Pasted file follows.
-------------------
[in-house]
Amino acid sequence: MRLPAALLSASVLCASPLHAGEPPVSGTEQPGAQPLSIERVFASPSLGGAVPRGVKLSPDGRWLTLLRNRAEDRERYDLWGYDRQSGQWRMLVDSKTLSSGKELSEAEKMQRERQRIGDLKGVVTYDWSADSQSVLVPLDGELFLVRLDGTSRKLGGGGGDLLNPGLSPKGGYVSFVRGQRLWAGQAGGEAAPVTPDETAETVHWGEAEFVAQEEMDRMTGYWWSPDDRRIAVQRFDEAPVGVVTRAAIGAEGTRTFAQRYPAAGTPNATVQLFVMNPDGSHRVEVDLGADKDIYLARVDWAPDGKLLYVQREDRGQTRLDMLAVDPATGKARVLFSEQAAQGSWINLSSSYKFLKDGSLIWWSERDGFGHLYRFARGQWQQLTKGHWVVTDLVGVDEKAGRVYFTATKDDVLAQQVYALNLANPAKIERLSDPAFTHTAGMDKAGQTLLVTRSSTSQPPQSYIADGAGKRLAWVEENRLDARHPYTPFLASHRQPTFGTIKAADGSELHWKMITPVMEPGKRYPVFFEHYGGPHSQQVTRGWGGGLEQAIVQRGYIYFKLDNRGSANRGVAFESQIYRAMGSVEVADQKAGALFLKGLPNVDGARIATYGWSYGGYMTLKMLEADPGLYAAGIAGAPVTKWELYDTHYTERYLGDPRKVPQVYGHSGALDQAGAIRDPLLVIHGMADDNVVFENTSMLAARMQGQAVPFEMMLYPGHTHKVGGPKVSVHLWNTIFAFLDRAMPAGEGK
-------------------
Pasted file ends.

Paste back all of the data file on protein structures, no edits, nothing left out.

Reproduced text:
[in-house]
Amino acid sequence: MRLPAALLSASVLCASPLHAGEPPVSGTEQPGAQPLSIERVFASPSLGGAVPRGVKLSPDGRWLTLLRNRAEDRERYDLWGYDRQSGQWRMLVDSKTLSSGKELSEAEKMQRERQRIGDLKGVVTYDWSADSQSVLVPLDGELFLVRLDGTSRKLGGGGGDLLNPGLSPKGGYVSFVRGQRLWAGQAGGEAAPVTPDETAETVHWGEAEFVAQEEMDRMTGYWWSPDDRRIAVQRFDEAPVGVVTRAAIGAEGTRTFAQRYPAAGTPNATVQLFVMNPDGSHRVEVDLGADKDIYLARVDWAPDGKLLYVQREDRGQTRLDMLAVDPATGKARVLFSEQAAQGSWINLSSSYKFLKDGSLIWWSERDGFGHLYRFARGQWQQLTKGHWVVTDLVGVDEKAGRVYFTATKDDVLAQQVYALNLANPAKIERLSDPAFTHTAGMDKAGQTLLVTRSSTSQPPQSYIADGAGKRLAWVEENRLDARHPYTPFLASHRQPTFGTIKAADGSELHWKMITPVMEPGKRYPVFFEHYGGPHSQQVTRGWGGGLEQAIVQRGYIYFKLDNRGSANRGVAFESQIYRAMGSVEVADQKAGALFLKGLPNVDGARIATYGWSYGGYMTLKMLEADPGLYAAGIAGAPVTKWELYDTHYTERYLGDPRKVPQVYGHSGALDQAGAIRDPLLVIHGMADDNVVFENTSMLAARMQGQAVPFEMMLYPGHTHKVGGPKVSVHLWNTIFAFLDRAMPAGEGK